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Avolon refutes arguments that economic life of aircraft assets is shortening Back
September 19th: Aircraft leasing company Avolon has released a research paper arguing that there is little evidence to alter the view that the standard 25 year aircraft depreciation policy currently practiced by the global aviation industry is appropriate. The paper, authored by Avolon's head of strategy, Dick Forsberg, cites voluminous historic and recent aircraft retirement trend data to look at the likely impact on aircraft economic values of the emergence of newer fleets, including current Airbus A320 and Boeing 737NG aircraft.
The purpose of Forsberg's analysis is to test whether the 25 year assumption on the economic life of commercial jets remains valid. Avolon's own fleet currently has an average age of just 1.9 years.

The report, the first in a series that will deal with a range of aviation industry issues, considers how trends in aircraft retirement have changed over time and identifies key differences between the behaviour of specific aircraft types. The paper also considers the likely impact on retirement trends and aircraft economic values of the retirement of newer fleets, including current Airbus A320 and Boeing 737NG aircraft.

Aircraft Retirement
The average retirement age for all commercial jet aircraft retired, since commercial jet aircraft began flying in the 1950s, is close to 26 years. Avolon expects 8,000 aircraft to be retired over the next ten years, more than all of the retirements that have taken place since the 1950s. Despite the increasing number of aircraft retirements, Avolon’s analysis confirms that in-service life and average retirement ages continue to support the global aviation industry’s widely used 25 year depreciation assumption. Avolon’s study supports the thesis that the in-service lives of core single and twin-aisle fleets are not experiencing material diminution and that the industry’s economic life assumptions and depreciation policies will remain valid over the next decade and beyond.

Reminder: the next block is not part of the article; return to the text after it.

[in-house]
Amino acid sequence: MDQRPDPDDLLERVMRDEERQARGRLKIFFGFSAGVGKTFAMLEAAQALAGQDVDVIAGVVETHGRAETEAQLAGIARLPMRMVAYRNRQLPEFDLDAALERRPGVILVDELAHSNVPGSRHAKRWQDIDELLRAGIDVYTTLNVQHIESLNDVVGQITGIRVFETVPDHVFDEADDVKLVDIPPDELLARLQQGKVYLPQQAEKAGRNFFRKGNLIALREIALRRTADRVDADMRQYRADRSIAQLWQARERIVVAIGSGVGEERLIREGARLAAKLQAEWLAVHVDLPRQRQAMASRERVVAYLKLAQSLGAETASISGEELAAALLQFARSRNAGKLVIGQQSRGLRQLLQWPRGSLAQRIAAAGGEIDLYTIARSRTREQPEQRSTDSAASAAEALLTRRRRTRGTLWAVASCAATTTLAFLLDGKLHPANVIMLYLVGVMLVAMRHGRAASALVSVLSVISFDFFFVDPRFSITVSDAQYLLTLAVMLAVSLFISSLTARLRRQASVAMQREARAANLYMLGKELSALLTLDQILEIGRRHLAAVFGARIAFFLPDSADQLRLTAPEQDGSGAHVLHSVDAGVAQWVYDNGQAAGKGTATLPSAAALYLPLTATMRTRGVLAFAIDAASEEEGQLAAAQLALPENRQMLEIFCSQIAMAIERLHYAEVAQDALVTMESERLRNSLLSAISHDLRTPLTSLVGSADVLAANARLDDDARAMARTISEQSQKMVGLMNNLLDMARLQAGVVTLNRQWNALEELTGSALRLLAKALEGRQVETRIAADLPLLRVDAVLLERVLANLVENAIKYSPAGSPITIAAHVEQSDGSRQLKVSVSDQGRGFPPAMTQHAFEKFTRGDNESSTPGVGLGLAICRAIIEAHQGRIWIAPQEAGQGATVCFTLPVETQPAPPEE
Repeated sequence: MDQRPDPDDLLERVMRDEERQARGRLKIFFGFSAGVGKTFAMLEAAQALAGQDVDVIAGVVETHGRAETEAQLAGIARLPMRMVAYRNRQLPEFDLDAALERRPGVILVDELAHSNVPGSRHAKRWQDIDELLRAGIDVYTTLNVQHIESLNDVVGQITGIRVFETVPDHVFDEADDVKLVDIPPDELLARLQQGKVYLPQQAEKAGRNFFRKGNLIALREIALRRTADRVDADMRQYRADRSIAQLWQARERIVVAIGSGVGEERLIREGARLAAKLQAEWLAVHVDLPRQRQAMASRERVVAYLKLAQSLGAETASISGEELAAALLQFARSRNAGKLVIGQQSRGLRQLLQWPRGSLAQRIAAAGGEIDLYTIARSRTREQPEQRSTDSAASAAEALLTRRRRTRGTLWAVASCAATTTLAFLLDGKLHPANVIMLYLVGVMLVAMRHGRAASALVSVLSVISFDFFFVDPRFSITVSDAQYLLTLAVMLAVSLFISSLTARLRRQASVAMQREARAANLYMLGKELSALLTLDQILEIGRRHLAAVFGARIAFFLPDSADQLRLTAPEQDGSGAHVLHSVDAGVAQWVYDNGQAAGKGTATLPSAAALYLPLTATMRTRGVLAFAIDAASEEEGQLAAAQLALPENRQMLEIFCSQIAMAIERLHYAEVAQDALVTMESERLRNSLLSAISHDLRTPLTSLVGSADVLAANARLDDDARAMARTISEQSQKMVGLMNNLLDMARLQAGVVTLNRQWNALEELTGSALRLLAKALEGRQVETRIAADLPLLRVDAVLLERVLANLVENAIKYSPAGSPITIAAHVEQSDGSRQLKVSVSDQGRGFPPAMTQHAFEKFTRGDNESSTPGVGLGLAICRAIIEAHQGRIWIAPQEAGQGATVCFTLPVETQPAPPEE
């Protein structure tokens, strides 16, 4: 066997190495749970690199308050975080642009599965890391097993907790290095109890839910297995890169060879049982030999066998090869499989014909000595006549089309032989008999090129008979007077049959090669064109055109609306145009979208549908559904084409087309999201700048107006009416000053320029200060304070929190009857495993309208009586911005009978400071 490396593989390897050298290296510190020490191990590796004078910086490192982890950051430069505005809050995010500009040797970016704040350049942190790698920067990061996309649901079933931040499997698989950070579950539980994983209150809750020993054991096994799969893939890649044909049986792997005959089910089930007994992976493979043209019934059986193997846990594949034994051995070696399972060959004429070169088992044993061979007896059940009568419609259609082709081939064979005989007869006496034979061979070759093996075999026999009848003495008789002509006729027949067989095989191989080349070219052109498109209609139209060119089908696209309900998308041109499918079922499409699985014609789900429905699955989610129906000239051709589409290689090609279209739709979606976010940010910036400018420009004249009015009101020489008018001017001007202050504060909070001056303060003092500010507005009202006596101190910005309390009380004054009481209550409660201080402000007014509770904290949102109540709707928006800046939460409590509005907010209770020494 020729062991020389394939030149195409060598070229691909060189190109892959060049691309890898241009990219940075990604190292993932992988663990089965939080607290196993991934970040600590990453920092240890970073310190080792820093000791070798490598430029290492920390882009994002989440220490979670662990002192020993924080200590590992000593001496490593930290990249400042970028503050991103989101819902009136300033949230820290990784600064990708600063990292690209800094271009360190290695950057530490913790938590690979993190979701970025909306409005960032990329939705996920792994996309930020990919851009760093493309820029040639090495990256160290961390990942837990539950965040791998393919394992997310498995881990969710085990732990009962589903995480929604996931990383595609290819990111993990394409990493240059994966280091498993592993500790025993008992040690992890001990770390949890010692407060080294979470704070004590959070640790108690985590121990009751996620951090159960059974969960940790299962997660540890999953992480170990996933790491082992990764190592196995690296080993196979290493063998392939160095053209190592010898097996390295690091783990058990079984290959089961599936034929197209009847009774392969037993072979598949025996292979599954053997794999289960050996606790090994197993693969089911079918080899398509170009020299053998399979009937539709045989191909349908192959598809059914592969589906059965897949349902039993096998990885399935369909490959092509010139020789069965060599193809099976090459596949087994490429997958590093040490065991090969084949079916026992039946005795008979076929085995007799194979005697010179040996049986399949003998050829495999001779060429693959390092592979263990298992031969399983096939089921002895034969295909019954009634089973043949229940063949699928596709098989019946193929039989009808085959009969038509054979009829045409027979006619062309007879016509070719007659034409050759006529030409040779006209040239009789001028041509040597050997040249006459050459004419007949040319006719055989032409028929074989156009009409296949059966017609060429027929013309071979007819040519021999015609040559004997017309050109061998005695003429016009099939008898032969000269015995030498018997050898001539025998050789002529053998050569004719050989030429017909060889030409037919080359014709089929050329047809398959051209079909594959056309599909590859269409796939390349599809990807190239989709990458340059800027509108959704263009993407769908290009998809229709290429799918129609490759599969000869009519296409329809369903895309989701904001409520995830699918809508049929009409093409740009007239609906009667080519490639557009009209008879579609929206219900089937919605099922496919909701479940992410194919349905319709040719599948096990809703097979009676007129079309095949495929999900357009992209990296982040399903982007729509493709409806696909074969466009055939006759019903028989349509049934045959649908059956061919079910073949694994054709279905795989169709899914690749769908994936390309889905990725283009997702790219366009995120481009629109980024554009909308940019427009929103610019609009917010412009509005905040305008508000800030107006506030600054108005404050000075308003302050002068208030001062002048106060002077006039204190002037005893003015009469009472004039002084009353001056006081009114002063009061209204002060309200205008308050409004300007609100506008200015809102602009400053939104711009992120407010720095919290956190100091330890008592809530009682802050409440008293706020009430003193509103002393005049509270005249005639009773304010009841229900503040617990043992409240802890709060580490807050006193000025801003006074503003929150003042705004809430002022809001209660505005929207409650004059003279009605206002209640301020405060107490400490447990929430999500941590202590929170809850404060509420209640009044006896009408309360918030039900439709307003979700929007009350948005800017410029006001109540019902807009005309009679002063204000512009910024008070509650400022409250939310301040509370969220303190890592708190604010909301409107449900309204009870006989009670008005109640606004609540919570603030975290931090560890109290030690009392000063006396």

"The economic life of commercial jet aircraft is an issue of great debate in the aviation industry today. In times of economic uncertainty or around the introduction of new technology, questions are raised around aircraft economic life assumptions made by investors and financiers and whether a permanent shift is taking place in the long-term values ascribed to commercial jets. We are experiencing both of those factors today and we have completed a detailed review of the retirement outlook for the global aviation industry to assess whether a change in valuation and depreciation time horizons is required," said Dick Forsberg, author of the paper and Avolon’s Head of Strategy.

"Whilst a small number of individual aircraft may suffer value impairment through early retirement, there is strong evidence that the broader patterns of fleet operation and ownership will continue to support current industry value retention assumptions and that that in-service life and average retirement ages continue to support the global aviation industry’s widely used 25 year depreciation assumption."
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